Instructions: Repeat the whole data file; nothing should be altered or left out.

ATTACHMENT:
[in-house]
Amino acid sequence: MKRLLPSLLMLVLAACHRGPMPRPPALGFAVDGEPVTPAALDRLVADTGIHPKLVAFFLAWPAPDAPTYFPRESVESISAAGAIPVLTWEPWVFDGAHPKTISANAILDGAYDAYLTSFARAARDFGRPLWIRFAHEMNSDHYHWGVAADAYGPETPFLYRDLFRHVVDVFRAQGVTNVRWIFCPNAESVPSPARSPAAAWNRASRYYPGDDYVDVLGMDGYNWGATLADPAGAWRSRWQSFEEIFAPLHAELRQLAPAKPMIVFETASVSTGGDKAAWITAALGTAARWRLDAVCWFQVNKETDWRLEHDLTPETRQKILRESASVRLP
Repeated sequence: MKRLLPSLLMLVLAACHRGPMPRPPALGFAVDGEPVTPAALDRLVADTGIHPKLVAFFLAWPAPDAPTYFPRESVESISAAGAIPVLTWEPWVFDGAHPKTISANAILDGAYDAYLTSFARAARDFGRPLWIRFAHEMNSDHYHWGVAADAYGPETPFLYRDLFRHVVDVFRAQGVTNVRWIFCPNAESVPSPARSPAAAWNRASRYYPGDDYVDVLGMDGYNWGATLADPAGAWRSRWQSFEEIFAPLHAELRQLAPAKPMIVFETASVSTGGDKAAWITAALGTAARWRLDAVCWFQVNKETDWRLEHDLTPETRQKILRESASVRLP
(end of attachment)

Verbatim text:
[in-house]
Amino acid sequence: MKRLLPSLLMLVLAACHRGPMPRPPALGFAVDGEPVTPAALDRLVADTGIHPKLVAFFLAWPAPDAPTYFPRESVESISAAGAIPVLTWEPWVFDGAHPKTISANAILDGAYDAYLTSFARAARDFGRPLWIRFAHEMNSDHYHWGVAADAYGPETPFLYRDLFRHVVDVFRAQGVTNVRWIFCPNAESVPSPARSPAAAWNRASRYYPGDDYVDVLGMDGYNWGATLADPAGAWRSRWQSFEEIFAPLHAELRQLAPAKPMIVFETASVSTGGDKAAWITAALGTAARWRLDAVCWFQVNKETDWRLEHDLTPETRQKILRESASVRLP
Repeated sequence: MKRLLPSLLMLVLAACHRGPMPRPPALGFAVDGEPVTPAALDRLVADTGIHPKLVAFFLAWPAPDAPTYFPRESVESISAAGAIPVLTWEPWVFDGAHPKTISANAILDGAYDAYLTSFARAARDFGRPLWIRFAHEMNSDHYHWGVAADAYGPETPFLYRDLFRHVVDVFRAQGVTNVRWIFCPNAESVPSPARSPAAAWNRASRYYPGDDYVDVLGMDGYNWGATLADPAGAWRSRWQSFEEIFAPLHAELRQLAPAKPMIVFETASVSTGGDKAAWITAALGTAARWRLDAVCWFQVNKETDWRLEHDLTPETRQKILRESASVRLP